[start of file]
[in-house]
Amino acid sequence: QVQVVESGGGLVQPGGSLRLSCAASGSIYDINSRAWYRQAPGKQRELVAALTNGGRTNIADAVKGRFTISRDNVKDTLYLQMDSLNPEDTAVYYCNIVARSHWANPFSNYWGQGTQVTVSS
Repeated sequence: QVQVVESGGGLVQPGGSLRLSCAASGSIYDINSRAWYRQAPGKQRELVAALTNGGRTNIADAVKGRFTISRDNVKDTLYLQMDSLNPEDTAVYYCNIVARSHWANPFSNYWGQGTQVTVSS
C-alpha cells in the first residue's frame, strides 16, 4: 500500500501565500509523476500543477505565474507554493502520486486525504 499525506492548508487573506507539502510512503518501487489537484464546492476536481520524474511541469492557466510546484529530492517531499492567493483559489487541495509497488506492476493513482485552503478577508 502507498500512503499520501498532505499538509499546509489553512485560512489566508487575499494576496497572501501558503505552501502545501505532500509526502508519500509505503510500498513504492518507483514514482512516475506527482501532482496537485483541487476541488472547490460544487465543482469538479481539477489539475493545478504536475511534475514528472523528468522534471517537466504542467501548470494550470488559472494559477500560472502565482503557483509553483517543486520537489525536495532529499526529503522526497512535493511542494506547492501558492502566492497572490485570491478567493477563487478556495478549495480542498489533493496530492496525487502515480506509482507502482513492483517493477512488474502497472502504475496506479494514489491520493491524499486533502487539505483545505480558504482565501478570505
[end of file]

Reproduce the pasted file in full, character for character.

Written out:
[in-house]
Amino acid sequence: QVQVVESGGGLVQPGGSLRLSCAASGSIYDINSRAWYRQAPGKQRELVAALTNGGRTNIADAVKGRFTISRDNVKDTLYLQMDSLNPEDTAVYYCNIVARSHWANPFSNYWGQGTQVTVSS
Repeated sequence: QVQVVESGGGLVQPGGSLRLSCAASGSIYDINSRAWYRQAPGKQRELVAALTNGGRTNIADAVKGRFTISRDNVKDTLYLQMDSLNPEDTAVYYCNIVARSHWANPFSNYWGQGTQVTVSS
C-alpha cells in the first residue's frame, strides 16, 4: 500500500501565500509523476500543477505565474507554493502520486486525504 499525506492548508487573506507539502510512503518501487489537484464546492476536481520524474511541469492557466510546484529530492517531499492567493483559489487541495509497488506492476493513482485552503478577508 502507498500512503499520501498532505499538509499546509489553512485560512489566508487575499494576496497572501501558503505552501502545501505532500509526502508519500509505503510500498513504492518507483514514482512516475506527482501532482496537485483541487476541488472547490460544487465543482469538479481539477489539475493545478504536475511534475514528472523528468522534471517537466504542467501548470494550470488559472494559477500560472502565482503557483509553483517543486520537489525536495532529499526529503522526497512535493511542494506547492501558492502566492497572490485570491478567493477563487478556495478549495480542498489533493496530492496525487502515480506509482507502482513492483517493477512488474502497472502504475496506479494514489491520493491524499486533502487539505483545505480558504482565501478570505